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From 1942- 1944, during World War II, over 1000 women left homes and jobs to become the first women to fly for the US military. They became the Women Airforce Service Pilots, the WASP, flying ferrying missions in the US. Thirty-eight pilots did not survive. They were promised military status, but they were disbanded without benefits in 1944, and their records were sealed. The FLY GIRLS portraits celebrate the WASP who defied gender stereotypes during WWII, and then spent decades fighting to gain recognition and secure their place in history. It was not until 1977 that the WASP were granted veterans’ benefits.

Each portrait combines vintage photographs, artifacts, news clippings, digital art, and encaustic wax paint. The portraits are 30x40 and are designed to draw the viewer up close to read the artifacts and learn the WASP stories.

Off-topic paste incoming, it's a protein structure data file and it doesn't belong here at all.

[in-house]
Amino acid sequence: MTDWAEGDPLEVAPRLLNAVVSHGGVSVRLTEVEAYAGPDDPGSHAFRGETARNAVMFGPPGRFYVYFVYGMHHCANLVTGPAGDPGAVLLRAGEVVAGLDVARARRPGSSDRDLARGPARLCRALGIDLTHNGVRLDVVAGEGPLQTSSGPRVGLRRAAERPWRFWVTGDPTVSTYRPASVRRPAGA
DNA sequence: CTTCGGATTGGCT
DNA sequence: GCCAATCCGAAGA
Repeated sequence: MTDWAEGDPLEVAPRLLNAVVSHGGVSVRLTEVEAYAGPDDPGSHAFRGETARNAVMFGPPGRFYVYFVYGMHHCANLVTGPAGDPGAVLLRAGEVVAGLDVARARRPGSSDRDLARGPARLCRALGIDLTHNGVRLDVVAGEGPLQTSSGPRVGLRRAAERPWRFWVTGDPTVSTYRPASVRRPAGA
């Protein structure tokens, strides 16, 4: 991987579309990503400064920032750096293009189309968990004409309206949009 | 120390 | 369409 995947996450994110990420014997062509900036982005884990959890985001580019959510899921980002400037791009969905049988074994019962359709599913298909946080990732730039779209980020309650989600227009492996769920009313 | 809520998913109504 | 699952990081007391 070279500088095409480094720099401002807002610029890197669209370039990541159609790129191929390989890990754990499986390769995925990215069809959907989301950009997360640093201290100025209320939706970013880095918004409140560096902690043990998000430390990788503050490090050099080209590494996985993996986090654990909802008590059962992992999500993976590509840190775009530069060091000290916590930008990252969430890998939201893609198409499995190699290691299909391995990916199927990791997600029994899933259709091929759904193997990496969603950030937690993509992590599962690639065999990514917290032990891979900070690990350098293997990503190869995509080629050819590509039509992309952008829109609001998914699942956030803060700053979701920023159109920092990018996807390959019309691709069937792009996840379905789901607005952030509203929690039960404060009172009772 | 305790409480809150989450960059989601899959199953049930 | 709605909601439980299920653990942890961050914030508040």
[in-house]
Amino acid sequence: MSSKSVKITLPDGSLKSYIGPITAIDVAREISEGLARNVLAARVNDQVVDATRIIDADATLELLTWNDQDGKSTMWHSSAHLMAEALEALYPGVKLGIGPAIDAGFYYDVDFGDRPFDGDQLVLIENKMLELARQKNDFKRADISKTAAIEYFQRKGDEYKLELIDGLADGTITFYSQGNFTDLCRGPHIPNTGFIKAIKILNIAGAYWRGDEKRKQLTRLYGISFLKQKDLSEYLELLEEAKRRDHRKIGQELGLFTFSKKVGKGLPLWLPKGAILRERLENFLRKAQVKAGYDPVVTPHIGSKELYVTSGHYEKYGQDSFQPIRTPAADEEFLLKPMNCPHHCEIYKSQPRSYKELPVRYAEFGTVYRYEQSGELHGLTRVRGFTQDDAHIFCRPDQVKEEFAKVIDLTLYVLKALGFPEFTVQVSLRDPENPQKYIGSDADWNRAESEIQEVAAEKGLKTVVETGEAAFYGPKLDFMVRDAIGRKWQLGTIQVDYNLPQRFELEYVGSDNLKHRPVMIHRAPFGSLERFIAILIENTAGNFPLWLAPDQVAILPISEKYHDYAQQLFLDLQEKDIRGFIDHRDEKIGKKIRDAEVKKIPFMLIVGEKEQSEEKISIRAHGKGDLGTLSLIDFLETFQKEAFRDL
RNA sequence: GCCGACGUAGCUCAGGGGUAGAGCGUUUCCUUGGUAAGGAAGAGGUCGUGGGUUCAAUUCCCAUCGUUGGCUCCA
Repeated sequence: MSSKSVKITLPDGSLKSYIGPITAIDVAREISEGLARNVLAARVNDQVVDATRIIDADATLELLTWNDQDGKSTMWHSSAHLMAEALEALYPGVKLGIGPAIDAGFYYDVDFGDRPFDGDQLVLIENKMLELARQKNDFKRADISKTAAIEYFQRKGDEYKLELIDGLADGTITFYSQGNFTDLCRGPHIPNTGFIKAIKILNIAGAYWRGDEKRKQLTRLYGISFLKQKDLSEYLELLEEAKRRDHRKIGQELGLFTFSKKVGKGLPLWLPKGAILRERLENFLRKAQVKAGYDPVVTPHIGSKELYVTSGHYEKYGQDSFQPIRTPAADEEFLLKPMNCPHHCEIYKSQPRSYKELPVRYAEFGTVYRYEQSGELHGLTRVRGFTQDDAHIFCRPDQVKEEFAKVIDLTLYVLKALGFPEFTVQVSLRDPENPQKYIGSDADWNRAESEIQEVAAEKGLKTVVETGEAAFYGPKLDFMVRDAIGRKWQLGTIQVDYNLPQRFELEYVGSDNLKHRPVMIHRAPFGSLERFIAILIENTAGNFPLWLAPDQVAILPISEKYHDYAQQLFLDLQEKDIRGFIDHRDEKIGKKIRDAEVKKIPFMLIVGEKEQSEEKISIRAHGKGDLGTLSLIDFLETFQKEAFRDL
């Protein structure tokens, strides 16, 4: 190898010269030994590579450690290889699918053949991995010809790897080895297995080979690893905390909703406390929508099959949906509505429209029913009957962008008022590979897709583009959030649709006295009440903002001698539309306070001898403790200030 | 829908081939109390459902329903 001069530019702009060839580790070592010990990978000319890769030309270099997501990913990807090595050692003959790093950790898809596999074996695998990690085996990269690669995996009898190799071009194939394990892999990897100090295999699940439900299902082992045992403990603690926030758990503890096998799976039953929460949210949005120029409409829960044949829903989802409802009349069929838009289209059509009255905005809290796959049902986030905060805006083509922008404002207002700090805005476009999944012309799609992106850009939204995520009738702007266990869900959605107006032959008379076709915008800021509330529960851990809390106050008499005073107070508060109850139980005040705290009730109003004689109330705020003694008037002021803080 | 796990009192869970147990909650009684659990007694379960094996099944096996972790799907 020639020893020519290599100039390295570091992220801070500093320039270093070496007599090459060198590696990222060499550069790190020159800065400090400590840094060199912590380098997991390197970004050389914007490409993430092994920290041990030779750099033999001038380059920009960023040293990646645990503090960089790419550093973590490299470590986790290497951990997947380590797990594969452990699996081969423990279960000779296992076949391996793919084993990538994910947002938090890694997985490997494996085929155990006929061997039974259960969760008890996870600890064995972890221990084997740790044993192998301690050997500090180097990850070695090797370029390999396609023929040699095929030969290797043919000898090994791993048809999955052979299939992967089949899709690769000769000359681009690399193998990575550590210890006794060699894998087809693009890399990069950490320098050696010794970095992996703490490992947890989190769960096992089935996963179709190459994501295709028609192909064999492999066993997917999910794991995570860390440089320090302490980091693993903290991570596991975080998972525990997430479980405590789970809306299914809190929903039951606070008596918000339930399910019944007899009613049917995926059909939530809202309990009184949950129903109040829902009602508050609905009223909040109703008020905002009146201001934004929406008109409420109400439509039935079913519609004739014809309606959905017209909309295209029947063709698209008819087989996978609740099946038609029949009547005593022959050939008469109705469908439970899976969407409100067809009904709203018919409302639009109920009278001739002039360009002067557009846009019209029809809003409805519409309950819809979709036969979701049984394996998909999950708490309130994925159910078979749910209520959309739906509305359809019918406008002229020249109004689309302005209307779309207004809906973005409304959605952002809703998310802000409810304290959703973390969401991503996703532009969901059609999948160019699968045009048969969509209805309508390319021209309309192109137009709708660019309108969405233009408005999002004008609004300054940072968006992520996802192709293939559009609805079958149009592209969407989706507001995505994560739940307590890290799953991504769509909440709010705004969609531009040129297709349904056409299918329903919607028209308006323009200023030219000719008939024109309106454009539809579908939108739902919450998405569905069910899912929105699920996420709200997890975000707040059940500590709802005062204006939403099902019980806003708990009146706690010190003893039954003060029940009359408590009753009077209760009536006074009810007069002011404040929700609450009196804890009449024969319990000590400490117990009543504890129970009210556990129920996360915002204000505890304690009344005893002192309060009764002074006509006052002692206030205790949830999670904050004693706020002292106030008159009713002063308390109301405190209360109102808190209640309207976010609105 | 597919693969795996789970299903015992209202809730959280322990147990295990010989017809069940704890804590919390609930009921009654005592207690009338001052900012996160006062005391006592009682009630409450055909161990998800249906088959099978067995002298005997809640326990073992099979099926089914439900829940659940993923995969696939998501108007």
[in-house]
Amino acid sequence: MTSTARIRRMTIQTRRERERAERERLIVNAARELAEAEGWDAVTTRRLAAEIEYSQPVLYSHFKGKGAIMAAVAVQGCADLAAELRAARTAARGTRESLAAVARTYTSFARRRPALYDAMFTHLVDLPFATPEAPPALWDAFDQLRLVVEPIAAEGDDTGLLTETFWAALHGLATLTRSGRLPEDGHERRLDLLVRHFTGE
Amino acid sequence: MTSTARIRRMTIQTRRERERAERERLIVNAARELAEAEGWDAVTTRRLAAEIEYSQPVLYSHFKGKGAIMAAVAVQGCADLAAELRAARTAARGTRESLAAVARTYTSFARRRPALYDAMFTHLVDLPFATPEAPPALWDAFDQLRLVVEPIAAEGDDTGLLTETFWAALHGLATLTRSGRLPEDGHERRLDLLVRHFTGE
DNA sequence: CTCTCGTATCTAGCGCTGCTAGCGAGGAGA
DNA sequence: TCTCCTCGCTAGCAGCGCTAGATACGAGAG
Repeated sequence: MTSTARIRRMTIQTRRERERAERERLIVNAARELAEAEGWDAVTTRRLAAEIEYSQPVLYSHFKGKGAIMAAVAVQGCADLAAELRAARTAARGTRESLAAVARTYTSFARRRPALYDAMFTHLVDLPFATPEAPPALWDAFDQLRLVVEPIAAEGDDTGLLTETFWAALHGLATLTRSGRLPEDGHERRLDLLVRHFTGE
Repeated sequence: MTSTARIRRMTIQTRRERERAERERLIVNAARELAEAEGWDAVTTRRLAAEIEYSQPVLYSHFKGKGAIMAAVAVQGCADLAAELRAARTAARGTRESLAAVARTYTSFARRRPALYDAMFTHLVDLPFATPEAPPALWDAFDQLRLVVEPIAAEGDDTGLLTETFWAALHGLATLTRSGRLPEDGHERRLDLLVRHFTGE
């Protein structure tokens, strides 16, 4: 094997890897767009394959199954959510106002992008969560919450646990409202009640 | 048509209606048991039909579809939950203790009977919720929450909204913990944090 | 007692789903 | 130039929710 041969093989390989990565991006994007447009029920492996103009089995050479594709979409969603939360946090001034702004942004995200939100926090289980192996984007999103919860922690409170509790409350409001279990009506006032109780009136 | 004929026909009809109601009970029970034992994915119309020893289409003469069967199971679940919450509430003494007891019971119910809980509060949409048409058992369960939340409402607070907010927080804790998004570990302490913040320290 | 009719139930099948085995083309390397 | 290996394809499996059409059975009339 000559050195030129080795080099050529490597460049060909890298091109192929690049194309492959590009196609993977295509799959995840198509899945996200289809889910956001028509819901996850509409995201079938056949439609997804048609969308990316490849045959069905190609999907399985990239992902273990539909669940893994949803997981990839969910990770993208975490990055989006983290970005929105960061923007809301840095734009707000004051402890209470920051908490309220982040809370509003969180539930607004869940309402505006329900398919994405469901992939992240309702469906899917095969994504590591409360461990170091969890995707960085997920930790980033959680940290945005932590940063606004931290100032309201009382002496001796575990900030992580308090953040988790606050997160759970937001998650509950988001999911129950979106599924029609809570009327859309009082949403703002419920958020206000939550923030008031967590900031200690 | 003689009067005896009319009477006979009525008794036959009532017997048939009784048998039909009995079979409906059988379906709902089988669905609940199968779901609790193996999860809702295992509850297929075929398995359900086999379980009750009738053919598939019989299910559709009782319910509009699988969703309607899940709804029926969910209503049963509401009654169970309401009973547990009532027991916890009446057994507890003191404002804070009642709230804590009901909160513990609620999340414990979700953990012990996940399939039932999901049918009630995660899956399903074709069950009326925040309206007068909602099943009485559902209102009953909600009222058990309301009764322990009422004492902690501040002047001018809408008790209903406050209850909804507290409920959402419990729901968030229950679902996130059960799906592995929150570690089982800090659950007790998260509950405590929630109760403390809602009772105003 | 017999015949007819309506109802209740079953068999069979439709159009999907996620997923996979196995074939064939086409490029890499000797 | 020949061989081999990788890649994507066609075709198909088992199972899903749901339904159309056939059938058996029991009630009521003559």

The exhibit is at the Nashville airport (BNA) October 2023- February 2024, then travels 

the Palm Springs Air Museum, the US Army Aviation Museum, and the Customs House Museum, and is booking venues into 2025. For inquiries, please email Alison. 

SHOP  prints

LEARN more about the history of the WASP, and the making of the portraits

BOOK the exhibition

Photos and artifacts are used with permission from Texas Women's University WASP archives.

FLY GIRLS:  The WASP Portraits

FLY GIRLS WWII WASP at airport
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